How I Got Sober: Barry
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How I Got Sober: Barry


For many of us in recovery, there was a well-defined turning point or series of events that transpired that convinced us that getting clean and sober was going to be the only way out of our worsening existence. Sometimes it was cosmic, like the psychic change that can take place when you stumble across an irrevocable truth that tells you that you can no longer go on the way you have been. And sometimes it’s physical, like being sectioned to a psych ward or sent to jail. But for a large number of us, like my friend Barry D., there was no specific turning point—just a slow evolutionary process that persuaded him that booze and drugs were no longer an option. He is now 17 years sober, and this is his story:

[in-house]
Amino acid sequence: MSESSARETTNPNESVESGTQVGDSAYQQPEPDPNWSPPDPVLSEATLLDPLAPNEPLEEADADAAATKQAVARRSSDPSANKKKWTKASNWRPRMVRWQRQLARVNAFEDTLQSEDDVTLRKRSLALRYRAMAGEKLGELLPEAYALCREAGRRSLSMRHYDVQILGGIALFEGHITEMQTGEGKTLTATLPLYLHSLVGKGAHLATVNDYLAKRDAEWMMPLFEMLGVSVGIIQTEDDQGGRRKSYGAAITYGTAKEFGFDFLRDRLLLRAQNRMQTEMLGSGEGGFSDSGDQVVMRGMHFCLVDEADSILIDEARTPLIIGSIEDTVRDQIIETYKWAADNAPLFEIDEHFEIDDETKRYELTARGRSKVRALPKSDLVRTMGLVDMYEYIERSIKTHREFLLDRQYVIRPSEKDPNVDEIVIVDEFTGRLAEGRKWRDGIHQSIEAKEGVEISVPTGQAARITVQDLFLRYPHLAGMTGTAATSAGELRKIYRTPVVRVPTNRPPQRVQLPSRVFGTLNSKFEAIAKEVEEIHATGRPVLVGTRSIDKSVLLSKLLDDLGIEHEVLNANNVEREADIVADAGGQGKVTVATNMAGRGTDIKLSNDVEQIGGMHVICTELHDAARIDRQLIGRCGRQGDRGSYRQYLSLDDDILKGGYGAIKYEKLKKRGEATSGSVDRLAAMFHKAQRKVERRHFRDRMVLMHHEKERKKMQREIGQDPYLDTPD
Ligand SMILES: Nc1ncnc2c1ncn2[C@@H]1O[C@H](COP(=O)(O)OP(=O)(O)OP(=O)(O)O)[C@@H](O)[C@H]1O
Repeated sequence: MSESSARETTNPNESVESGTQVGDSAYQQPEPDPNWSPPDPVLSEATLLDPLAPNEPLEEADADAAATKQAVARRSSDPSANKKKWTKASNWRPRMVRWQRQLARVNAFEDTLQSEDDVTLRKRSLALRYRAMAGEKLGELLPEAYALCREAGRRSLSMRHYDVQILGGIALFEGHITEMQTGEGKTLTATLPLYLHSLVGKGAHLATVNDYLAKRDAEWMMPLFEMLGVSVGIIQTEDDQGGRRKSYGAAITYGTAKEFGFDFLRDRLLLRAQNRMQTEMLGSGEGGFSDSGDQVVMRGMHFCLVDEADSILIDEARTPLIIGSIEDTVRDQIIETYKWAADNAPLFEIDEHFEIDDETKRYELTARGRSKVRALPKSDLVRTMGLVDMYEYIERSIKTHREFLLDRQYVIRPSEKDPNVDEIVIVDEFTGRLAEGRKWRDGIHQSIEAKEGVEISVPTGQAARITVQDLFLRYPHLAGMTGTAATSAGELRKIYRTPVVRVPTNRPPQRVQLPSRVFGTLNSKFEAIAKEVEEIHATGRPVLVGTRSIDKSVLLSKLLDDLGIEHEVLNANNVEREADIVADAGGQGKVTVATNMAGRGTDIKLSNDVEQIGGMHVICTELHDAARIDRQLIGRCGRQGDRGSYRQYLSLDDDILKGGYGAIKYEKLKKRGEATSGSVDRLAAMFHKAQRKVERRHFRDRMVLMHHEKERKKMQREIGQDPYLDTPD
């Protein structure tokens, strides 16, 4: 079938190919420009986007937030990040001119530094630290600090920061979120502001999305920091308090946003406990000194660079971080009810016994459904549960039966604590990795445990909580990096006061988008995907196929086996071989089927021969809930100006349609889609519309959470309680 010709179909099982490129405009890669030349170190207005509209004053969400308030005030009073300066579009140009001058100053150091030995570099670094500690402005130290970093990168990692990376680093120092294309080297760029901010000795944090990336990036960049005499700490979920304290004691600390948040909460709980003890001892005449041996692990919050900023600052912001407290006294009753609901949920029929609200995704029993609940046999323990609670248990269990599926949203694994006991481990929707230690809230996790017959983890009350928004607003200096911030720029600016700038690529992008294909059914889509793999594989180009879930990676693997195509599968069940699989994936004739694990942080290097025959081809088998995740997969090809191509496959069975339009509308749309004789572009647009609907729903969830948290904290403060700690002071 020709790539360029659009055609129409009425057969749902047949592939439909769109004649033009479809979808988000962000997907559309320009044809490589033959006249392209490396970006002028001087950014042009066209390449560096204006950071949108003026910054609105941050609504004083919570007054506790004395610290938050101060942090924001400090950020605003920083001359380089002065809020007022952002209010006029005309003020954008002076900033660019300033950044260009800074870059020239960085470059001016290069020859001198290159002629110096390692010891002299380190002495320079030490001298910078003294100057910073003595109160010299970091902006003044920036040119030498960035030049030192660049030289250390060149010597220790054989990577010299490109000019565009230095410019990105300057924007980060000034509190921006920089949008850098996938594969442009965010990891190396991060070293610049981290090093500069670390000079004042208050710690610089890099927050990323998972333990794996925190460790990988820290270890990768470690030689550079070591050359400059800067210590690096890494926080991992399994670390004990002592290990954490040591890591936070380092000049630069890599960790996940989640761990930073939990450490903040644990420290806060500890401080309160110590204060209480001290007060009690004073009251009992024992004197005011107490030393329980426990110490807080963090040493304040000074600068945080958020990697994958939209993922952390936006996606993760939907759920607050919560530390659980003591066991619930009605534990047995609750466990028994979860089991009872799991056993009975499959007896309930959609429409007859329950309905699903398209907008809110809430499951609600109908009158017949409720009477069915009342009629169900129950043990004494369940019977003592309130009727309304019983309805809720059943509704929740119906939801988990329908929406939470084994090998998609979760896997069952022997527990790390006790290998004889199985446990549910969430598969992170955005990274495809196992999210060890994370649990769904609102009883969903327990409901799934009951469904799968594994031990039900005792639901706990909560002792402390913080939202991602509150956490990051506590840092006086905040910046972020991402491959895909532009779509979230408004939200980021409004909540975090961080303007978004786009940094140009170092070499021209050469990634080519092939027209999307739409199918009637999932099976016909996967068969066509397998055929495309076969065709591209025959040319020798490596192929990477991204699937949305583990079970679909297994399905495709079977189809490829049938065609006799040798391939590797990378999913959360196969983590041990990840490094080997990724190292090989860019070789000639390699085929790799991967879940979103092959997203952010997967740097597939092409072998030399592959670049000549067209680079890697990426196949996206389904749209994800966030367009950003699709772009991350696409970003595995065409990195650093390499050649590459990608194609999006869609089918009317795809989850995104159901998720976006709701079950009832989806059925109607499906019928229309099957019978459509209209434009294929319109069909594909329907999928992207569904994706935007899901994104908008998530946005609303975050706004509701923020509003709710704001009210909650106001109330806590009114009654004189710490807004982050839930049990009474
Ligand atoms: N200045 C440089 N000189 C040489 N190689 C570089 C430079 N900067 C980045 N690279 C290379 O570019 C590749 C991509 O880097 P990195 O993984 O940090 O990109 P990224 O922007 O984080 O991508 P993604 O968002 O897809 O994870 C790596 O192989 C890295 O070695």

I drank and drugged for about 35 years, the last 15 of which were quite painful, particularly the last few before I finally came into recovery. During that 15-year period, I wanted to stop (or at least moderate), but couldn’t abstain for even one day. I clung to the notion of being a “functional alcoholic” because I wasn’t getting arrested or going to detoxes, but I was absolutely miserable during that time period. A friend took me to my first AA meeting when I was 50 years old. I immediately found hope, and continued to come to recovery meetings, but I couldn’t stay sober. For one thing, I spent a lot of time trying to “figure out” this disease, and to figure out this thing called AA. This went on for the next three years: I would go to lots of meetings, get increasing amounts of sober time, but I would eventually relapse. And I believed this happened for a number of the same reasons that many of us encounter.